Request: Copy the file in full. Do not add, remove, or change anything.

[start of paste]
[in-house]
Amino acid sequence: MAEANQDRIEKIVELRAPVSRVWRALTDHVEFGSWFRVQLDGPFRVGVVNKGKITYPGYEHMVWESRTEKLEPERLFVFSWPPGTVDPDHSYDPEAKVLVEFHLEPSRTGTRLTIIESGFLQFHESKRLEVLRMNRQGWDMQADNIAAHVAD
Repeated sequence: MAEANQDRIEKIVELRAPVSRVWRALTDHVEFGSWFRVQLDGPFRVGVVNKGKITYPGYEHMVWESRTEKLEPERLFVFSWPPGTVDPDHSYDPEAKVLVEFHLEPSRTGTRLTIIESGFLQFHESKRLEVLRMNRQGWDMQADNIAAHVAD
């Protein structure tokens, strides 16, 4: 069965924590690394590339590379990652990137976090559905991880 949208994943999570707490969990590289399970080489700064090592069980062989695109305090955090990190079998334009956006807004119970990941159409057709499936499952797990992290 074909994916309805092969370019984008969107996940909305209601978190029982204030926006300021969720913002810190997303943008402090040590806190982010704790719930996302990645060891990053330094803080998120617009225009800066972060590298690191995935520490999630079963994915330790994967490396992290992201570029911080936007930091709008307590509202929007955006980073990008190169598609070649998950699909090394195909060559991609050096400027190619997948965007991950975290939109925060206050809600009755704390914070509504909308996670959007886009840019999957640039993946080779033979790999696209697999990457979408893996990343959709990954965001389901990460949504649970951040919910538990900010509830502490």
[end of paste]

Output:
[in-house]
Amino acid sequence: MAEANQDRIEKIVELRAPVSRVWRALTDHVEFGSWFRVQLDGPFRVGVVNKGKITYPGYEHMVWESRTEKLEPERLFVFSWPPGTVDPDHSYDPEAKVLVEFHLEPSRTGTRLTIIESGFLQFHESKRLEVLRMNRQGWDMQADNIAAHVAD
Repeated sequence: MAEANQDRIEKIVELRAPVSRVWRALTDHVEFGSWFRVQLDGPFRVGVVNKGKITYPGYEHMVWESRTEKLEPERLFVFSWPPGTVDPDHSYDPEAKVLVEFHLEPSRTGTRLTIIESGFLQFHESKRLEVLRMNRQGWDMQADNIAAHVAD
């Protein structure tokens, strides 16, 4: 069965924590690394590339590379990652990137976090559905991880 949208994943999570707490969990590289399970080489700064090592069980062989695109305090955090990190079998334009956006807004119970990941159409057709499936499952797990992290 074909994916309805092969370019984008969107996940909305209601978190029982204030926006300021969720913002810190997303943008402090040590806190982010704790719930996302990645060891990053330094803080998120617009225009800066972060590298690191995935520490999630079963994915330790994967490396992290992201570029911080936007930091709008307590509202929007955006980073990008190169598609070649998950699909090394195909060559991609050096400027190619997948965007991950975290939109925060206050809600009755704390914070509504909308996670959007886009840019999957640039993946080779033979790999696209697999990457979408893996990343959709990954965001389901990460949504649970951040919910538990900010509830502490």